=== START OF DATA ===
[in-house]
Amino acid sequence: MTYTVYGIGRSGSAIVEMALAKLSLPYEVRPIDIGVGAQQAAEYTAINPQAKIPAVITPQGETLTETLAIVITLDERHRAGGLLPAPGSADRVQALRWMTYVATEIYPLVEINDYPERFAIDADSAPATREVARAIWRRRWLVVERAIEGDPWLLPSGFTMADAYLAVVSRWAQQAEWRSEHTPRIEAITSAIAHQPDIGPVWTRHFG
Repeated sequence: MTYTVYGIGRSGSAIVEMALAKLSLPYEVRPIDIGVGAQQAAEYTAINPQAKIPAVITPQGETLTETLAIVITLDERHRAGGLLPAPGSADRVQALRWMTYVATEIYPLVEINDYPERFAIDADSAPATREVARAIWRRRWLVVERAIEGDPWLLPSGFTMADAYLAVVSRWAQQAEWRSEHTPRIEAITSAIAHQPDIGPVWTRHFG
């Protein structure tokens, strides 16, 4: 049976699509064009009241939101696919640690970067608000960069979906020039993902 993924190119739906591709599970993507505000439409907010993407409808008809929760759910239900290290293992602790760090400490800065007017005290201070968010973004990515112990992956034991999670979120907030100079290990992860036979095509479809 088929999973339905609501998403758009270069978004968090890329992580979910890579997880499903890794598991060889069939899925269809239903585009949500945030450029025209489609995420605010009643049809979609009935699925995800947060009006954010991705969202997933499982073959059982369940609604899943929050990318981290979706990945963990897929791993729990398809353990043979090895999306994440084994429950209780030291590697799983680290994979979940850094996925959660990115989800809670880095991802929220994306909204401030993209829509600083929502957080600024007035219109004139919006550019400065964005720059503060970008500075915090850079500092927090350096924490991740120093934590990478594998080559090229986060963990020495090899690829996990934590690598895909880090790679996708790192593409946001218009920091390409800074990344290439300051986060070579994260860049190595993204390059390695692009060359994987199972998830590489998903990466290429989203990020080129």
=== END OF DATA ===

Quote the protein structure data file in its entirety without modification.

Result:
[in-house]
Amino acid sequence: MTYTVYGIGRSGSAIVEMALAKLSLPYEVRPIDIGVGAQQAAEYTAINPQAKIPAVITPQGETLTETLAIVITLDERHRAGGLLPAPGSADRVQALRWMTYVATEIYPLVEINDYPERFAIDADSAPATREVARAIWRRRWLVVERAIEGDPWLLPSGFTMADAYLAVVSRWAQQAEWRSEHTPRIEAITSAIAHQPDIGPVWTRHFG
Repeated sequence: MTYTVYGIGRSGSAIVEMALAKLSLPYEVRPIDIGVGAQQAAEYTAINPQAKIPAVITPQGETLTETLAIVITLDERHRAGGLLPAPGSADRVQALRWMTYVATEIYPLVEINDYPERFAIDADSAPATREVARAIWRRRWLVVERAIEGDPWLLPSGFTMADAYLAVVSRWAQQAEWRSEHTPRIEAITSAIAHQPDIGPVWTRHFG
């Protein structure tokens, strides 16, 4: 049976699509064009009241939101696919640690970067608000960069979906020039993902 993924190119739906591709599970993507505000439409907010993407409808008809929760759910239900290290293992602790760090400490800065007017005290201070968010973004990515112990992956034991999670979120907030100079290990992860036979095509479809 088929999973339905609501998403758009270069978004968090890329992580979910890579997880499903890794598991060889069939899925269809239903585009949500945030450029025209489609995420605010009643049809979609009935699925995800947060009006954010991705969202997933499982073959059982369940609604899943929050990318981290979706990945963990897929791993729990398809353990043979090895999306994440084994429950209780030291590697799983680290994979979940850094996925959660990115989800809670880095991802929220994306909204401030993209829509600083929502957080600024007035219109004139919006550019400065964005720059503060970008500075915090850079500092927090350096924490991740120093934590990478594998080559090229986060963990020495090899690829996990934590690598895909880090790679996708790192593409946001218009920091390409800074990344290439300051986060070579994260860049190595993204390059390695692009060359994987199972998830590489998903990466290429989203990020080129």